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Farming on the Edge

from Farming on the Edge (1991)

     A hillside above Tomales Bay, and the California fog moves in. Not much gets in its way: a rock outcrop, a barn, a row of pale-barked eucalyptus trees. Cattle, somewhere, are lowing. The bay–as long for its width as a Norwegian fiord, a saltwater river marking the line of an earthquake fault–glimmers across to a darker, forested shore.

     There was a time when government planners looked forward to 43,000 acres of suburbs on this waterside. “By 1990,” a Marin County official said in 1971, “Tomales Bay will probably look like Malibu.” That it doesn’t look like Malibu–how it came about that it doesn’t look like Malibu–is a story of much more than local interest.

     It’s not some inaccessible backwater, this bay Tomales. It lies just outside a major metropolitan area, forty miles and a bridge away from San Francisco, within reach of six million people. The urban part of Marin County, across a couple of chains of hills, has the highest per capita income in the state. Even out here, the price of land per acre is well above what might be justified by the narrow profits of dairying or the erratic returns of cattle-ranching and sheep-raising–the main agricultural pursuits. Land speculators have bought and sold here; city-sized developments have been proposed.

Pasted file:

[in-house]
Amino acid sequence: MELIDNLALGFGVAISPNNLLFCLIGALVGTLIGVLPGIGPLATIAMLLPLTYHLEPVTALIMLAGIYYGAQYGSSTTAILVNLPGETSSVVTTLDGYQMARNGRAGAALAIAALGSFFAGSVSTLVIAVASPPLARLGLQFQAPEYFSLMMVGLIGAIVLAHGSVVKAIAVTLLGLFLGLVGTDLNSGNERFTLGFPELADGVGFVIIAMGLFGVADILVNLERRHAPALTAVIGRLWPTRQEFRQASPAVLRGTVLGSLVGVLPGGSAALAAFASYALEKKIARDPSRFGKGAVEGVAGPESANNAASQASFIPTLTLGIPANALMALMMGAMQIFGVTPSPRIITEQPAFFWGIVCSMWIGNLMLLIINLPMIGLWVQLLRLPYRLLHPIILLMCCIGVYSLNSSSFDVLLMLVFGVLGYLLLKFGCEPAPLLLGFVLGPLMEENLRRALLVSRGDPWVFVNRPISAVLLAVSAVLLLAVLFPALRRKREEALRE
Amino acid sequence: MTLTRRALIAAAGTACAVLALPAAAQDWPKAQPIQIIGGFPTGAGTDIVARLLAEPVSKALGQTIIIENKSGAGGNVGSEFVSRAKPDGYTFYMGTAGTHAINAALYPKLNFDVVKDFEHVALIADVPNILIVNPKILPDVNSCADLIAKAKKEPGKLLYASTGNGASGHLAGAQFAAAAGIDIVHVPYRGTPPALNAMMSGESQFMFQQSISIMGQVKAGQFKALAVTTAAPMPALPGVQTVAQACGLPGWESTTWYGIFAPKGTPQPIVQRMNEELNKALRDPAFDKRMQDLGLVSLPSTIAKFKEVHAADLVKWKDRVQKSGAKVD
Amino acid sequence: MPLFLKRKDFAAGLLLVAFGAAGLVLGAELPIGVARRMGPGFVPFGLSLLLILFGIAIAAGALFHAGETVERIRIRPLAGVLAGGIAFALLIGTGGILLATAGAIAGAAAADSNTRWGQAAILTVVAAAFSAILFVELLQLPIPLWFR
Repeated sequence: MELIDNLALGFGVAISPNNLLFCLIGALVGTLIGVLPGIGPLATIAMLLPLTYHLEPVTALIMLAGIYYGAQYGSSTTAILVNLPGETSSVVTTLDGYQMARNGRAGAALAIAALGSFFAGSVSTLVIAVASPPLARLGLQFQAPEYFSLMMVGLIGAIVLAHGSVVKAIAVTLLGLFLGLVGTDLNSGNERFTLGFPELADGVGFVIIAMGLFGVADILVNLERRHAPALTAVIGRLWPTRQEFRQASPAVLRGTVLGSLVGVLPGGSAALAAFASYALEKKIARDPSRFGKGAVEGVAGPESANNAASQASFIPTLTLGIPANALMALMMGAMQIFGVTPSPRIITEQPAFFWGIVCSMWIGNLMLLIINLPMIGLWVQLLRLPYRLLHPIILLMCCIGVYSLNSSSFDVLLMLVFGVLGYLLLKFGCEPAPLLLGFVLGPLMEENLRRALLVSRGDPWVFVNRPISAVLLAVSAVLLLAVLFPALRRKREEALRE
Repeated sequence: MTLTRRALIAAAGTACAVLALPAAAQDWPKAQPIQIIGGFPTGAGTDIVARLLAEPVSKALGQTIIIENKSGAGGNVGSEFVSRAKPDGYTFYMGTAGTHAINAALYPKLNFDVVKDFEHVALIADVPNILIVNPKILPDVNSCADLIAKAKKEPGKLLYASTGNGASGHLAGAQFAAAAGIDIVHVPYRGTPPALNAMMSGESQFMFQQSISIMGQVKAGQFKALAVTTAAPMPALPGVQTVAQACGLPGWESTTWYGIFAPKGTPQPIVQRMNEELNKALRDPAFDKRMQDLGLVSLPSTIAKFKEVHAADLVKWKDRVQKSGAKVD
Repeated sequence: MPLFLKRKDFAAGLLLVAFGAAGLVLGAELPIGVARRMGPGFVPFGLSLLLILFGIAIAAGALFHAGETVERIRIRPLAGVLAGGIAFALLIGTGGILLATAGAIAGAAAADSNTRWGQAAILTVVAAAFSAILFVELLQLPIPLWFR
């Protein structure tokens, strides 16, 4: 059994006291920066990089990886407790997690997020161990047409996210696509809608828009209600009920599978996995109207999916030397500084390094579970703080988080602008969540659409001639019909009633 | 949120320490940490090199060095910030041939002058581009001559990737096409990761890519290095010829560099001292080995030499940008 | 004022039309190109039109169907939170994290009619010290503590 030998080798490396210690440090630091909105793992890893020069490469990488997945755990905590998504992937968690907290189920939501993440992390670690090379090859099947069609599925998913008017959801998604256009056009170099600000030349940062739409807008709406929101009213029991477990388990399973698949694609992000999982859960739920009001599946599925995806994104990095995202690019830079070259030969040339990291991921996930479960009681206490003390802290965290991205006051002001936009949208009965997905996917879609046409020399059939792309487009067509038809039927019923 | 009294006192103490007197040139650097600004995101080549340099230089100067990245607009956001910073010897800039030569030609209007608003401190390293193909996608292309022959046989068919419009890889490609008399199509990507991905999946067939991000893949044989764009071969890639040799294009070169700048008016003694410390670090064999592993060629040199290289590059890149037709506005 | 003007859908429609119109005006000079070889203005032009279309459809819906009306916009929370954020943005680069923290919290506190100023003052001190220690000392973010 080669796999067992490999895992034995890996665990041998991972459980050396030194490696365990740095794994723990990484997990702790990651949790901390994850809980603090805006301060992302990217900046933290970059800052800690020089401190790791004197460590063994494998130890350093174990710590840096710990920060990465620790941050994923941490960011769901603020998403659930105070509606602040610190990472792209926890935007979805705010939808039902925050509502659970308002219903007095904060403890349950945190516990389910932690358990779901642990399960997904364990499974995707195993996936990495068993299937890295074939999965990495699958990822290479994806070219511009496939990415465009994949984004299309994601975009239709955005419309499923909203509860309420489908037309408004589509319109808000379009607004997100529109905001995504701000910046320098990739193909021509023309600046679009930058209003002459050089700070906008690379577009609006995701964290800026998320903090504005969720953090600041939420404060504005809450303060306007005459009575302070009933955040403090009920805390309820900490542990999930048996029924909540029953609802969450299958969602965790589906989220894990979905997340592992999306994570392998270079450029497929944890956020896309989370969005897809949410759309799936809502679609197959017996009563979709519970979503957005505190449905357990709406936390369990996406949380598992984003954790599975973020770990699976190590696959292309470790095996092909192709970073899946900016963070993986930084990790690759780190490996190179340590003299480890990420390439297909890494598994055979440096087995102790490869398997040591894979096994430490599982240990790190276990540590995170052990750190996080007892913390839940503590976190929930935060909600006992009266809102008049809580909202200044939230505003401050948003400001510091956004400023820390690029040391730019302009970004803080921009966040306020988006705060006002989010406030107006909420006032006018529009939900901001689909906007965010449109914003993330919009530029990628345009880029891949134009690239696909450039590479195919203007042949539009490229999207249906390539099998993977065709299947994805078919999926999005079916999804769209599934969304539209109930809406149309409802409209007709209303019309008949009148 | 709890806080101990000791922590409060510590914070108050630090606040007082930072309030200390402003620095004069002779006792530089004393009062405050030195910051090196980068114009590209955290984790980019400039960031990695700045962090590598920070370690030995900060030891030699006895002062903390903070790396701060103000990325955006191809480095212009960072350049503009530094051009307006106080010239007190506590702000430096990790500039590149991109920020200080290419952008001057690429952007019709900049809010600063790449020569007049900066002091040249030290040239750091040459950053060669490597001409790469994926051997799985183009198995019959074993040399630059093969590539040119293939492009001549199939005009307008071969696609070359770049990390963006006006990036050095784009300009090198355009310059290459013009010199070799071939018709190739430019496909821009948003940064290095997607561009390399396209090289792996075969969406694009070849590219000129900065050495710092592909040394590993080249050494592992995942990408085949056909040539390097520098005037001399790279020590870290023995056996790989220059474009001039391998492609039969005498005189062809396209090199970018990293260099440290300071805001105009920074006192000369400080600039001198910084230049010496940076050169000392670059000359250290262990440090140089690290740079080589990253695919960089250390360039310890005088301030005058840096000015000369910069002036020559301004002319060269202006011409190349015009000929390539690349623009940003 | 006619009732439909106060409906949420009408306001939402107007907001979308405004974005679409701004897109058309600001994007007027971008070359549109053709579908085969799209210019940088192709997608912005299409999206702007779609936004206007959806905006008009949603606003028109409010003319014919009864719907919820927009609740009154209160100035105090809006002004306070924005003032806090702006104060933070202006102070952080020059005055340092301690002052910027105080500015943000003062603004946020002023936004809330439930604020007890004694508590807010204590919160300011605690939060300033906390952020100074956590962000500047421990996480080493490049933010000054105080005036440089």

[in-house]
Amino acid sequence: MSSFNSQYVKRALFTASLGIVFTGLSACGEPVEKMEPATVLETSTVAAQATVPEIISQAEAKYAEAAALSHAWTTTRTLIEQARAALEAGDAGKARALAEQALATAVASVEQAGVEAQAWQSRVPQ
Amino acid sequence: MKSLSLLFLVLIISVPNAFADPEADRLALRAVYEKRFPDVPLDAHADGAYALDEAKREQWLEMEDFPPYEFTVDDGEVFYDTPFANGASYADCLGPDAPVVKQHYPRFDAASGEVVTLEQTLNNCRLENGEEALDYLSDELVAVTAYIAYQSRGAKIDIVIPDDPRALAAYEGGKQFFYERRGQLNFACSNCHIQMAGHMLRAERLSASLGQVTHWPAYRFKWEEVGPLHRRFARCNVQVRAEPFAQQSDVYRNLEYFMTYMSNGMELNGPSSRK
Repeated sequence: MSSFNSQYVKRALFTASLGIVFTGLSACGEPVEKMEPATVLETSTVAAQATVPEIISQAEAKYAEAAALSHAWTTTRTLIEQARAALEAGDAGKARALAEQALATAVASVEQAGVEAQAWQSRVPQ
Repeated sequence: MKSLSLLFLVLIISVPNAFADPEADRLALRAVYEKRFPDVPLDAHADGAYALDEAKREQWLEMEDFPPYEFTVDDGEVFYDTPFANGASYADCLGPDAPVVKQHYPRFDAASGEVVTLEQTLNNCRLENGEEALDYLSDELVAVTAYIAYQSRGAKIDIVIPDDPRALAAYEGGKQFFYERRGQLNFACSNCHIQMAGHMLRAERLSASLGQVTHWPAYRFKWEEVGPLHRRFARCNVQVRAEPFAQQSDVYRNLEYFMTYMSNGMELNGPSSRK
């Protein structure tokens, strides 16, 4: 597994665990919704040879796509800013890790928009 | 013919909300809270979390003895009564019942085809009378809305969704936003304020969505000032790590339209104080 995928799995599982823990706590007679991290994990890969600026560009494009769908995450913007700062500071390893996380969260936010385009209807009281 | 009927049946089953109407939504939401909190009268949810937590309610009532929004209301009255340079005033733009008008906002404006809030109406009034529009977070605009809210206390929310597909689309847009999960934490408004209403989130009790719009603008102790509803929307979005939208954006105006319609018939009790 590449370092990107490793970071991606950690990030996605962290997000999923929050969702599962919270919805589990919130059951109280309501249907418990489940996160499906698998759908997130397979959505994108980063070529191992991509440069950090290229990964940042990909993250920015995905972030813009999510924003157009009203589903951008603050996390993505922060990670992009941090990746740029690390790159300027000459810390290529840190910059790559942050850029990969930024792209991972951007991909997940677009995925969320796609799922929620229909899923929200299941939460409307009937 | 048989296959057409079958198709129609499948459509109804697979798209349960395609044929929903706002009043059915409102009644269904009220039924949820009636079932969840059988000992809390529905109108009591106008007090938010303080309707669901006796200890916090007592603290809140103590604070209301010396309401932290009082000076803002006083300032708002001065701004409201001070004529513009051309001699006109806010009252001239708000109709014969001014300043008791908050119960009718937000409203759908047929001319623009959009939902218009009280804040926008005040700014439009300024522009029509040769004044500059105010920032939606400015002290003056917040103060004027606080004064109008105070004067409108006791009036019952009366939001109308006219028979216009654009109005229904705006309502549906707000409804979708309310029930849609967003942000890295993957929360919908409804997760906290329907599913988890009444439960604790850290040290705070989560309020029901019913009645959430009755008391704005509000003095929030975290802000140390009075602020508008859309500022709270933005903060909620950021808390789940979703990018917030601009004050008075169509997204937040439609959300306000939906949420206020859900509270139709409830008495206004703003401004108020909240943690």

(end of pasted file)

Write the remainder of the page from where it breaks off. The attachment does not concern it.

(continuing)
We know in America what to expect when matters reach such a point. There may be regret; there may be protest; there may even be some ordinances passed. But once development pressure begins seriously to be felt, one thing leads to another, an avalanche of change. Sooner or later the countryside is gone, “converted” as the jargon puts it, made part of the urban scene.

     Here that process was well begun. Then came a quiet revolution: something almost resembling a palace conspiracy of able planners. An election. A crucial one-vote shift on a county government board. A jerky turnabout in policy. After 1971, urban growth, in western Marin County, was officially out of favor; continued ranching was in.

     But the fact that the policy shifted is not really the story. Such re-beginnings have been attempted in various places; in the typical county or town, the new rules are never really carried out, or gradually fray away as public attention fades. The remarkable thing about what Marin County did is that, in the years since 1971, it has kept on doing it: that West Marin was actually drawn back, like a piece of wood already blackening, from the urban fire.

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